Plans for plains toll road rolling along
the associated press
DENVER ” Plans for a 210-mile toll road running from Wellington in the north to Pueblo is gaining momentum in the Legislature as lawmakers look for ways to build highways without a huge cost to taxpayers.
Rep. Jim Sullivan, R-Larkspur, said investors are lined up to cover the $2 billion cost. All they need now is to change state law dating from the 1800s that authorized counties to set their own toll rates. That law was passed to allow a toll road to be built on Pike’s Peak.
Sullivan said the toll road will allow trucks to avoid busy Interstate 25, located 25 miles to the west, and offer an 85 mph speed limit for an estimated $10 toll. He said the alternate route also will improve safety, relieving congestion on the busy interstate and reducing accidents that can snarl traffic for hours.
“This really is a safety issue. There have been innumerable traffic accidents along the I-25 corridor,” said Sullivan.
Gov. Bill Owens supports toll roads as a way for the state to continue to build highways at a time when lawmakers have been forced to cut funding because of the economic decline over the past three years.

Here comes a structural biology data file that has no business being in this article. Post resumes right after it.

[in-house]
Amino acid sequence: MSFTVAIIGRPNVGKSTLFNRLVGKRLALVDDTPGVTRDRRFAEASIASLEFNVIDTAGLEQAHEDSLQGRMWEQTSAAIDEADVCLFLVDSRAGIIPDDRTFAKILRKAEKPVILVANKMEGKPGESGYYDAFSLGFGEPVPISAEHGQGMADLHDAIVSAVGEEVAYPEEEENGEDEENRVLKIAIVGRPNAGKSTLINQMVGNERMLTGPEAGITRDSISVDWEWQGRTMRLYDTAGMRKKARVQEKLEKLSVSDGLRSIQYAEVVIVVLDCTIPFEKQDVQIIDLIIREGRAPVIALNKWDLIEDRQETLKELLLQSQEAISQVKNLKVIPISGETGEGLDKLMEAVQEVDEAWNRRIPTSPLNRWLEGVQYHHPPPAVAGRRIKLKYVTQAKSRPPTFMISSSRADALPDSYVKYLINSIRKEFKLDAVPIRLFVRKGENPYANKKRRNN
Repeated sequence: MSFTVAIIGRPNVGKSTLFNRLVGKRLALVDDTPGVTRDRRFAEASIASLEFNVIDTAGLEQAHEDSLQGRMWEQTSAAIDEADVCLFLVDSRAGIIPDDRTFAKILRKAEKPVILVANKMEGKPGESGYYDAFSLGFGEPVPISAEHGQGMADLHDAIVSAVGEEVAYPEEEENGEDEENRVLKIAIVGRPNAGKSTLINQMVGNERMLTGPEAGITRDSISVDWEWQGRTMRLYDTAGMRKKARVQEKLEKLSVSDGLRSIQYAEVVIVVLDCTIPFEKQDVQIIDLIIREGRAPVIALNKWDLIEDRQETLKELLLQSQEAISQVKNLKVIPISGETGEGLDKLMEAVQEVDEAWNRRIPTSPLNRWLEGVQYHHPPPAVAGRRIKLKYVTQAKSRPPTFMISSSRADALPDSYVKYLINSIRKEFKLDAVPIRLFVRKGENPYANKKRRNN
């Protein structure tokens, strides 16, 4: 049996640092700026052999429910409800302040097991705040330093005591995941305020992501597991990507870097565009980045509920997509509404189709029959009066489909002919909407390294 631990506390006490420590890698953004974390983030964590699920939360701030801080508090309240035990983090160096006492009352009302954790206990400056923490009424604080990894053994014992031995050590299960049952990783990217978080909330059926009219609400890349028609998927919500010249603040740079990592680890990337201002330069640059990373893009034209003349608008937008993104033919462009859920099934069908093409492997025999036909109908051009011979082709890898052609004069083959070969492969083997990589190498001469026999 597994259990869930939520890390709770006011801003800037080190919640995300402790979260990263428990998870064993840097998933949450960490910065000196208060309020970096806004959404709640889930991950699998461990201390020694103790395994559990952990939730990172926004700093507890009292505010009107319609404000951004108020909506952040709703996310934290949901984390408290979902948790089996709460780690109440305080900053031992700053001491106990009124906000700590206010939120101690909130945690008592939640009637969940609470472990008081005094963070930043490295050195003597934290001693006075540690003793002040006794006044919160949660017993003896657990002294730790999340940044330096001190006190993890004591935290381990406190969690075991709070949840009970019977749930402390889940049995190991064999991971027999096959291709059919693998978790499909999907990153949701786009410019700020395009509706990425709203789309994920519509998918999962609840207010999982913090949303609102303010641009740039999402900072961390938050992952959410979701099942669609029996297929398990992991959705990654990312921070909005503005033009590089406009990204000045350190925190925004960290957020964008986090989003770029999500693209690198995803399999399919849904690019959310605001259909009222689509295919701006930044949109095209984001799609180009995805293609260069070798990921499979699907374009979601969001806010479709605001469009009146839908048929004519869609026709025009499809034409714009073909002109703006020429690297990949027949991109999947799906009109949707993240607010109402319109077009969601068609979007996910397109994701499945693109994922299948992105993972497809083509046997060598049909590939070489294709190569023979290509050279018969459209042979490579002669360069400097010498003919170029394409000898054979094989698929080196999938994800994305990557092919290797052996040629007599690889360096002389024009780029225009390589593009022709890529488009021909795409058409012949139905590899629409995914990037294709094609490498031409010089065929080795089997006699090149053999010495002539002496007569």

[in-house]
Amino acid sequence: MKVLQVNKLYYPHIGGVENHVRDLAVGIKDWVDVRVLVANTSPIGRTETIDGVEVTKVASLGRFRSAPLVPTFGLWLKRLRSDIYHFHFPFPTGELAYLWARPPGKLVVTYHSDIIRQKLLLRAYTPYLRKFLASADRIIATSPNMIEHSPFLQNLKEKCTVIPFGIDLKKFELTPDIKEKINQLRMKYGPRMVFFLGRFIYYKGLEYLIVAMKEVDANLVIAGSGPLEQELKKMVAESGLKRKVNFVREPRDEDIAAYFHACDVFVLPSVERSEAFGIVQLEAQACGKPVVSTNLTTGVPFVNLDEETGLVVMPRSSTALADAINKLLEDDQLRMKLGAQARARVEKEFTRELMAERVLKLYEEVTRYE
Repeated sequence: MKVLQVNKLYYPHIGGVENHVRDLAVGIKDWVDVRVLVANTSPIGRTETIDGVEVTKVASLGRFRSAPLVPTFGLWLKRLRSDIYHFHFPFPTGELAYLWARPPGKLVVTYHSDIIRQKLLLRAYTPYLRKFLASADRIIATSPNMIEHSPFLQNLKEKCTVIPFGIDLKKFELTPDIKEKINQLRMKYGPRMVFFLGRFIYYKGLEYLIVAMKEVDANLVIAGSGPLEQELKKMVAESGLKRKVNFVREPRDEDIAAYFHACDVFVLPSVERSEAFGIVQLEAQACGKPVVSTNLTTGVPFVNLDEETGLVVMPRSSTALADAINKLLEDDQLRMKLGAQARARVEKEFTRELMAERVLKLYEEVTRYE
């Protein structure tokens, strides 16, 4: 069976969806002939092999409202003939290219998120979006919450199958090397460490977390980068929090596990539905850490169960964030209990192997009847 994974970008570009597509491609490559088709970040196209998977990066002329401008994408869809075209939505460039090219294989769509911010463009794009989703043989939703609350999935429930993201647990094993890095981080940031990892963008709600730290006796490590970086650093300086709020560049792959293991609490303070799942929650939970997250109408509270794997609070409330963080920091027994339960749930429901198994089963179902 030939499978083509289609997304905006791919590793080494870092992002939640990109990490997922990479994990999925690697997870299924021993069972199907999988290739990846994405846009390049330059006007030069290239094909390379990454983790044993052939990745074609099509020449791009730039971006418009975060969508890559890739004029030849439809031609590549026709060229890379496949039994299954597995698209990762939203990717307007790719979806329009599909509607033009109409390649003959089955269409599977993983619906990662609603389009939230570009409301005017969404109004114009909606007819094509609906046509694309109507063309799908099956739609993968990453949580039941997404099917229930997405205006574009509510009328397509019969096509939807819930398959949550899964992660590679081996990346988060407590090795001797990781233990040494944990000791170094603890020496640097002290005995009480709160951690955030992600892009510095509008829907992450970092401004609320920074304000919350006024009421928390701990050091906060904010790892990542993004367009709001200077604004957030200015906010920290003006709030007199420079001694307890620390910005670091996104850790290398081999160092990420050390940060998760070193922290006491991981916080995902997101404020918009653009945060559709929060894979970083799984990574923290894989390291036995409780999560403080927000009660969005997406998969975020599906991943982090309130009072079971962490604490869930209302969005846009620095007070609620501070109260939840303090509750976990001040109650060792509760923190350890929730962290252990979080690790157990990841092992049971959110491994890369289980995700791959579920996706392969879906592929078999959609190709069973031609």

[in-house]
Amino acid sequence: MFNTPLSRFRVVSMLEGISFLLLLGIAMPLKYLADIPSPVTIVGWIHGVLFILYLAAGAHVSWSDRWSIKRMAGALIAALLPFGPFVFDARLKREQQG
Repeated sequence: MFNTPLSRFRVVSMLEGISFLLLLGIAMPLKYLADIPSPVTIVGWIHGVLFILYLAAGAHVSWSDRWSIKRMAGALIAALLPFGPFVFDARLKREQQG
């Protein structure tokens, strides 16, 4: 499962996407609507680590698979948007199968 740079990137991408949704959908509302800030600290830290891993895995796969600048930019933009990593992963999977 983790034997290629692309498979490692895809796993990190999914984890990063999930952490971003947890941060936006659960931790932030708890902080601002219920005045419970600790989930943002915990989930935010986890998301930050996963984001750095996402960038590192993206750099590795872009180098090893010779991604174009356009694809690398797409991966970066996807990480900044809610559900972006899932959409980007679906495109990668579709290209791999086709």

His spokesman, Dan Hopkins, said E-470, which provides highway access around the eastern Denver suburbs, has been very successful and the eastern plains highway also could be a good option for drivers willing to pay for the convenience.
“They can build toll roads even when state funding is not available,” Hopkins said.
Sen. Mark Hillman, R-Burlington, said his only concern about the measure (House Bill 1030) is to make sure farmers are compensated for giving up their land. The bill passed the House Transportation Committee and is scheduled to be heard by the full House this week.
Ray Christensen, executive vice president of the Colorado Farm Bureau, said farmers and ranchers need assurance they will still have access to their property and a way around the ribbons of highway that will be built. But they also recognize the need for better roads.
“We need good farm-to-market highways. We also know the congestion,” Christensen said.
Other items on the agenda this week include:
” A hearing Monday on a bill to create a 25-member interbasin compact committee, similar to the multistate Colorado River Compact, to promote equitable use of the state’s water supplies (House Bill 1177 by Rep. Josh Penry, R-Grand Junction).
” A Senate committee will hear testimony Monday on a measure (Senate Bill 77) which would let local governments ” not the state ” decide whether liquor could be sold from noon until 8 p.m. on Sundays.
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